On the first day, Tunisian judges announced a broad response to the strike called by the Association of Judges in protest of President Kais Saied's decisions to dissolve the Supreme Council of Judges, amid condemnation by the United Nations and international and local organizations of Said's decisions.

The head of the association, Anas Al-Hamaydi, told Anadolu Agency that there is a wide response to the strike - according to preliminary data - in a large number of the republic's courts, and in the three judicial wires (judicial, administrative and financial).

He added that the strike in the Tunis court recorded a response rate of more than 80%, in Manouba (north) 100%, Ariana (north) 100%, and in Sfax (south) a very high rate, and "the rest of the country's courts are in the process of collecting information about them." .

The Association of Judges had called for the suspension of the work of the courts on Wednesday and Thursday, with the exception of urgent cases and cases related to terrorist crimes, and considered that the dissolution of the Supreme Judicial Council aimed at the independence of the judiciary, and that it was an attempt to restore the image of the judiciary under the executive authority, as it put it.

Al-Hamaydi denounced what he called the paid pages, considering that judges are fighting a battle of honor and defending the independence of the judiciary and the Supreme Judicial Council, the last bulwarks of democracy and the pillar of the rule of law.

He stressed that the Judges' Association is not against judicial reform or participatory discussion on the status of the judiciary, but this reform requires stability and a broad national dialogue, and these issues cannot be addressed by unilateral, dropped decisions, as he put it.

"The judiciary is the only guarantee left in this emergency period in which the president assumes executive power before a people who have no authority," said Rawda Al-Qarafi, honorary president of the Tunisian Association of Judges.

Tunisian President Kais Saied announced last Sunday evening that he had decided to dissolve the Supreme Judicial Council, and that he would issue a temporary law or decree in this regard.

For its part, the Tunisian Association of Young Judges announced its intention to file a complaint with the World Federation of Judges requesting the formation of a committee to look into what is happening in Tunisia.

Meanwhile, the president of the Tunisian Association of Young Judges, Mourad Masoudi, said that the protest movements of the judges will continue, and that more escalatory steps will be announced in the coming hours, as he put it.

The position of the authorities

On the other hand, Tunisian Foreign Minister Othman Al-Jarandi stressed to the G7 ambassadors accredited in Tunisia and the representative of the Office of the High Commissioner for Human Rights that the democratic path in Tunisia and respect for human rights and freedoms are irreversible options.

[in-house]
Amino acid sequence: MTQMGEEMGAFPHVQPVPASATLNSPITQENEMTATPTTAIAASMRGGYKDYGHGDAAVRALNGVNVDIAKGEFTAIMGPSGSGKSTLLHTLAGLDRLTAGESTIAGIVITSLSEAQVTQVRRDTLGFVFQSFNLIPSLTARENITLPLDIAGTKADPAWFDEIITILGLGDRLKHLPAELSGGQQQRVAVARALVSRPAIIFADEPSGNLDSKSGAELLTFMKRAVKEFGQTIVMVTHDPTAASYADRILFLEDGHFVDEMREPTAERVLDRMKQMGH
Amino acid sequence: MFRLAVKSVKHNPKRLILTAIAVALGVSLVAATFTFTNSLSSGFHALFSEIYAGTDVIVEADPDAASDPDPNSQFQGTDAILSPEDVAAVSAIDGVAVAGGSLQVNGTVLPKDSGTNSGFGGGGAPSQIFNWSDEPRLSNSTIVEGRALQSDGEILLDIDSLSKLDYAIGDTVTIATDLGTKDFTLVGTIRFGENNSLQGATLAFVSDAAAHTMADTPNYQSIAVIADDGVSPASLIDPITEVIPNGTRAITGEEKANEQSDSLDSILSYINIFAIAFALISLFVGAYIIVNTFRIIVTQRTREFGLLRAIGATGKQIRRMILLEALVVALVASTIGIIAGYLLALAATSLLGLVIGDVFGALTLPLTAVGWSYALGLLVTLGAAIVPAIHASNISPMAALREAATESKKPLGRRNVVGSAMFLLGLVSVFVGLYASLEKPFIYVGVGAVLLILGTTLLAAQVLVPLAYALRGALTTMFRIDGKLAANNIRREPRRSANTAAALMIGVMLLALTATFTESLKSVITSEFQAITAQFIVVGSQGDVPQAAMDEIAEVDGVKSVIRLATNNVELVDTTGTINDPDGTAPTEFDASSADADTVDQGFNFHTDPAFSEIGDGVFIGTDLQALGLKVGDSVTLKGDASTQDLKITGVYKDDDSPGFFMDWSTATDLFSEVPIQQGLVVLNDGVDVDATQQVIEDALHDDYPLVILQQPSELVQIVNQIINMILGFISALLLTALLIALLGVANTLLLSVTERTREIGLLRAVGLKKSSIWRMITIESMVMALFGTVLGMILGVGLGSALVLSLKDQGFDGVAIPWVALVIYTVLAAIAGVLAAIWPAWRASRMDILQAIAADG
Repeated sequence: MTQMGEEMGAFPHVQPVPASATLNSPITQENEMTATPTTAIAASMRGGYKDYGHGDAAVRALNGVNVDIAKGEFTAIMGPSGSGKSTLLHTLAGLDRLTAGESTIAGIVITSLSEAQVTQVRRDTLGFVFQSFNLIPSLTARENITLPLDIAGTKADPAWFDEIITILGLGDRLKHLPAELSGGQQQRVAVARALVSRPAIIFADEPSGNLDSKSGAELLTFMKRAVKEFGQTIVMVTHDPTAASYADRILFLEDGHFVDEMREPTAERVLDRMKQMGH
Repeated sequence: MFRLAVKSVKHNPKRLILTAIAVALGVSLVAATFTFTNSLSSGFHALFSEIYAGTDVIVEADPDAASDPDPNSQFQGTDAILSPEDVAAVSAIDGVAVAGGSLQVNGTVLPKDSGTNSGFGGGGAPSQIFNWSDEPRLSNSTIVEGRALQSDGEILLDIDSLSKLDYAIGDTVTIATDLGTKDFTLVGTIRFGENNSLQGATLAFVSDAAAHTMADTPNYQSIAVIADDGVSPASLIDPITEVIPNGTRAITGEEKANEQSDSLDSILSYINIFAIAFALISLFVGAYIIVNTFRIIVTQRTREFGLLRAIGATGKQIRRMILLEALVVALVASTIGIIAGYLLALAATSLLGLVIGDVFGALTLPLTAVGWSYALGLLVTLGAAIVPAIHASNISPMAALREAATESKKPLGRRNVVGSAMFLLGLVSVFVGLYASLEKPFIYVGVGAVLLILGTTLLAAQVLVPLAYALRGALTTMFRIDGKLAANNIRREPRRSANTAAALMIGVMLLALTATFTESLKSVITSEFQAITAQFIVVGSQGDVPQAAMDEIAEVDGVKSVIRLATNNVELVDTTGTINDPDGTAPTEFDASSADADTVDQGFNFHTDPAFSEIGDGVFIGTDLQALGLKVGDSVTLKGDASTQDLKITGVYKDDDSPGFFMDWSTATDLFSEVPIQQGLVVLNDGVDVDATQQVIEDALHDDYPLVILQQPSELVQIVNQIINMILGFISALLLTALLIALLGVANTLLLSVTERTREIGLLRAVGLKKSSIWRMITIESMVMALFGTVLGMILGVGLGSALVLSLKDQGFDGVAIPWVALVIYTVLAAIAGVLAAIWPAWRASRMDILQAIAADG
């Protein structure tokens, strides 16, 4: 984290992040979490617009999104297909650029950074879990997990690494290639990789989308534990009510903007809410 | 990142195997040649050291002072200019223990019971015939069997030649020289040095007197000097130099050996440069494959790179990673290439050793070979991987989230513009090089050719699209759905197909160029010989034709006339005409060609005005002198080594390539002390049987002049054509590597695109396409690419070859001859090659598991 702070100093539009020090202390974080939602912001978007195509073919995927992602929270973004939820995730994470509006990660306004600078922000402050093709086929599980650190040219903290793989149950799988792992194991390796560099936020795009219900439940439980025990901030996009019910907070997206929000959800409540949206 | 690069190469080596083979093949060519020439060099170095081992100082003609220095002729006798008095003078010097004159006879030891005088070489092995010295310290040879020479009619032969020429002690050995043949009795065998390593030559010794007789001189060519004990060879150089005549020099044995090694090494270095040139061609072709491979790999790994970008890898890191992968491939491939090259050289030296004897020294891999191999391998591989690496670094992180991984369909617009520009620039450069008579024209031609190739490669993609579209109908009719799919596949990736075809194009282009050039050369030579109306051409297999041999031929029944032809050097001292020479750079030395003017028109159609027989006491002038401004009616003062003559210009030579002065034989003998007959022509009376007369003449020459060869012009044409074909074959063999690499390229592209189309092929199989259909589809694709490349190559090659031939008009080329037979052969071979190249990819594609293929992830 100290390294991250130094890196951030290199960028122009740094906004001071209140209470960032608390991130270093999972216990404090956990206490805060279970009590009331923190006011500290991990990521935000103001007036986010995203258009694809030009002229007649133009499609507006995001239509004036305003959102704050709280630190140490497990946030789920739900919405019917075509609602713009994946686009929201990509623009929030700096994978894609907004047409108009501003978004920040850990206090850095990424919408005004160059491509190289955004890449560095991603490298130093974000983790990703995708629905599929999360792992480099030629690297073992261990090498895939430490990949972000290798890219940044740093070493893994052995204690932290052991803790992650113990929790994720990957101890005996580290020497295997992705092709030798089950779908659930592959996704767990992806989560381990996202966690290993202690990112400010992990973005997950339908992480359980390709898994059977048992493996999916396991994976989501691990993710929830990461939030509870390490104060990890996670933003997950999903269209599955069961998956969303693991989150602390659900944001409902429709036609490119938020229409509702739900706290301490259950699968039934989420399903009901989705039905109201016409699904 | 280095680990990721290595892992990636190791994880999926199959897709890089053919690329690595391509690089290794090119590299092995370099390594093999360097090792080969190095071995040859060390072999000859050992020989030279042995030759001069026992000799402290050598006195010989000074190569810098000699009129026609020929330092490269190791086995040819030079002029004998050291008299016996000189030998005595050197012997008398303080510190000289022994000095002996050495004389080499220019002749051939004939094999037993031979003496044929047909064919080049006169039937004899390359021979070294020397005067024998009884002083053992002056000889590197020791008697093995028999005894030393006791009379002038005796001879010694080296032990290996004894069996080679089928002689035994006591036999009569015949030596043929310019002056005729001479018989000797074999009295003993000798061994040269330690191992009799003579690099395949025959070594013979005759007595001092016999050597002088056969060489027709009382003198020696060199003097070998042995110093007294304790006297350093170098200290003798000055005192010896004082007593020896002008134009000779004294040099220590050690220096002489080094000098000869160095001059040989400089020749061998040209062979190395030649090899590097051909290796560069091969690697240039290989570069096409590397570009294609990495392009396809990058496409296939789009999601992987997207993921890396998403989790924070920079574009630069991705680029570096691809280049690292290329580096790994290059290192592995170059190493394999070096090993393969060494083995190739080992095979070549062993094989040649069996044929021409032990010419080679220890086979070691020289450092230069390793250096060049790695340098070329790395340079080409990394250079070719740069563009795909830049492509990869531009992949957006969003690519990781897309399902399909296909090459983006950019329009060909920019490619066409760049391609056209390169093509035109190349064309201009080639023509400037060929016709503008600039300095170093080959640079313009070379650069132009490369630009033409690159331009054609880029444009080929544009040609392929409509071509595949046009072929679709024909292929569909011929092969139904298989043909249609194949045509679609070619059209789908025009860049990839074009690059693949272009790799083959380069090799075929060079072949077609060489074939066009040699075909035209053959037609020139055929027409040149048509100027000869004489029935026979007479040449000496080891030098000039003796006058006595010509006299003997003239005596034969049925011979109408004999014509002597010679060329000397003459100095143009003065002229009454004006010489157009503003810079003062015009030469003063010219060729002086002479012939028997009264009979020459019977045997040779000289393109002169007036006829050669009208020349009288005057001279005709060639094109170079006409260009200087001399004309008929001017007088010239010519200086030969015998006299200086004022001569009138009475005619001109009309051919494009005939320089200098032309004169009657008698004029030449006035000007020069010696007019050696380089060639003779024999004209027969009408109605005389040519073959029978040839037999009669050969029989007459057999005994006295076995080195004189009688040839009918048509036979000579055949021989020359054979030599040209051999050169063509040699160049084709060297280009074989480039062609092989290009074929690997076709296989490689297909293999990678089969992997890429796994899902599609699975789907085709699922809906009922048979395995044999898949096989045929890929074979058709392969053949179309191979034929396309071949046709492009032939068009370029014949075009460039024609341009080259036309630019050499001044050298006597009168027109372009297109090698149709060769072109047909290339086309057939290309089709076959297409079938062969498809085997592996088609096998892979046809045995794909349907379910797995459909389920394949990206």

According to the Tunisian Foreign Ministry's statement, the minister indicated that the dissolution of the Supreme Judicial Council falls within the framework of continuing to correct the democratic path, as he put it.

The Tunisian minister also stressed that the dissolution of the council does not imply a will to interfere in the judiciary or seize it, and added that the procedure falls within the path of reforming the judicial system and moving forward on the path of strengthening the independence of the judiciary, and distancing the judiciary from politicization, he said.

broad denunciation

Meanwhile, international bodies expressed concern about the crisis in Tunisia. The United Nations considered Saied's decision to dissolve the Supreme Judicial Council a serious undermining of the rule of law.

Stephane Dujarric, a spokesman for the UN Secretary-General, urged the Tunisian president to reverse course.

Dujarric also said he shared the same concern, Commissioner for Human Rights Michelle Bachelet, about the move.

Bachelet said in a statement on Tuesday that "there are increasing attempts to stifle the opposition, including harassment of civil society actors."

For its part, Amnesty International said that the Tunisian president's moves to dissolve the Supreme Judicial Council constitute a "serious threat to human rights in Tunisia."

Earlier on Tuesday, the ambassadors of the Group of Seven rich countries to Tunisia and the European Union envoy - in a joint statement - expressed "grave concern" about the decision.

In parallel with the external warnings, internal condemnation of the president's decision continued, as more than 40 civil organizations in Tunisia announced their rejection of any interference from the executive authority in the work of the judiciary.